Can Coping Styles and Beliefs About Yourself Predict Coping Strategies in a Pandemic? Longitudinal Study on the Role of Hope, General Self-Efficacy, Prioritizing Positivity and Coping in the COVID-19 Pandemic.
The COVID-19 pandemic has significantly affected people’s lives and mental health. Living through a pandemic is a new type of challenge for most people, one beyond their previous experiences. Individuals are unable to end the current situation and have no control over various issues. This study aims to examine how general self-efficacy (GSE), hope and prioritizing positivity (PP) as measured before COVID-19 affect coping strategies during the pandemic, and see if there is a relationship between coping styles measured before the pandemic and corresponding coping strategies during COVID-19. The first stage of the study was conducted in October 2019 (a few months before the COVID-19 pandemic began) and the second was conducted in November 2020 during the pandemic’s second wave. Participants (n?=?66) were Polish university students who completed a Brief Cope Scale, a General Self-Efficacy Scale, a Prioritizing Positivity Scale, an Adult Dispositional Hope Scale, a Modified Differential Emotions Scale and the Impact of Events Scale. The results indicate that hope and GSE as measured several months before the pandemic are predictors of the intensity of positive emotions during the pandemic but not of the level of stress. Coping styles primarily predicted coping strategies associated with COVID-19. Although coping styles were found to be related to the levels of hope, GSE and PP, the relationships between these variables were weaker just the same as the specific strategies used during the pandemic which turned out to occurred less frequently.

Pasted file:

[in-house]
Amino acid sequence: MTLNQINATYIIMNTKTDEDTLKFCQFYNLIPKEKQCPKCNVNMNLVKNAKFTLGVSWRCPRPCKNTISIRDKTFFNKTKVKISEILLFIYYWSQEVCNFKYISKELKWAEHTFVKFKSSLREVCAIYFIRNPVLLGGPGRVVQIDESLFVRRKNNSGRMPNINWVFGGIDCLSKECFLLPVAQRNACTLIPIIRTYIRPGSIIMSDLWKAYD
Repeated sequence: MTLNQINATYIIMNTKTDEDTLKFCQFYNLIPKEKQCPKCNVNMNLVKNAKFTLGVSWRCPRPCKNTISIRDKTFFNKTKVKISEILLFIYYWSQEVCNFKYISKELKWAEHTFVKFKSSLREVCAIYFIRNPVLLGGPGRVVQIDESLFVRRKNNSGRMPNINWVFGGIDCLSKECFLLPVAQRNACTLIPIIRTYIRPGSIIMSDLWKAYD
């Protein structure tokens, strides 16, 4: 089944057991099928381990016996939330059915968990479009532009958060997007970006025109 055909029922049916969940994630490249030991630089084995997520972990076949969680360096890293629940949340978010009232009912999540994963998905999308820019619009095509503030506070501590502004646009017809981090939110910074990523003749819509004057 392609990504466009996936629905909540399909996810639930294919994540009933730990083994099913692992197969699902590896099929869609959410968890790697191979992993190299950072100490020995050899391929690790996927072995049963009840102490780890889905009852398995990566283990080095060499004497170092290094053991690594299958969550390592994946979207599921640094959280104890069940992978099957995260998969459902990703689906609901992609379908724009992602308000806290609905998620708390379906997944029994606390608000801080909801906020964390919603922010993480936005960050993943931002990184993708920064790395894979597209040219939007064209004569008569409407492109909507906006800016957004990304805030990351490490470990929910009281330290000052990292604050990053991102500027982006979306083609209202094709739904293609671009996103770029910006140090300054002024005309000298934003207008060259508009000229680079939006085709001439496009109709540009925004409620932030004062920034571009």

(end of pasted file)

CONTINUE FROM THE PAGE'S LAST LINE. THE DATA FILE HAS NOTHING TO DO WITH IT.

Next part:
Key words: COVID-19, coping strategies, coping styles, self-efficacy, prioritizing positivity, hope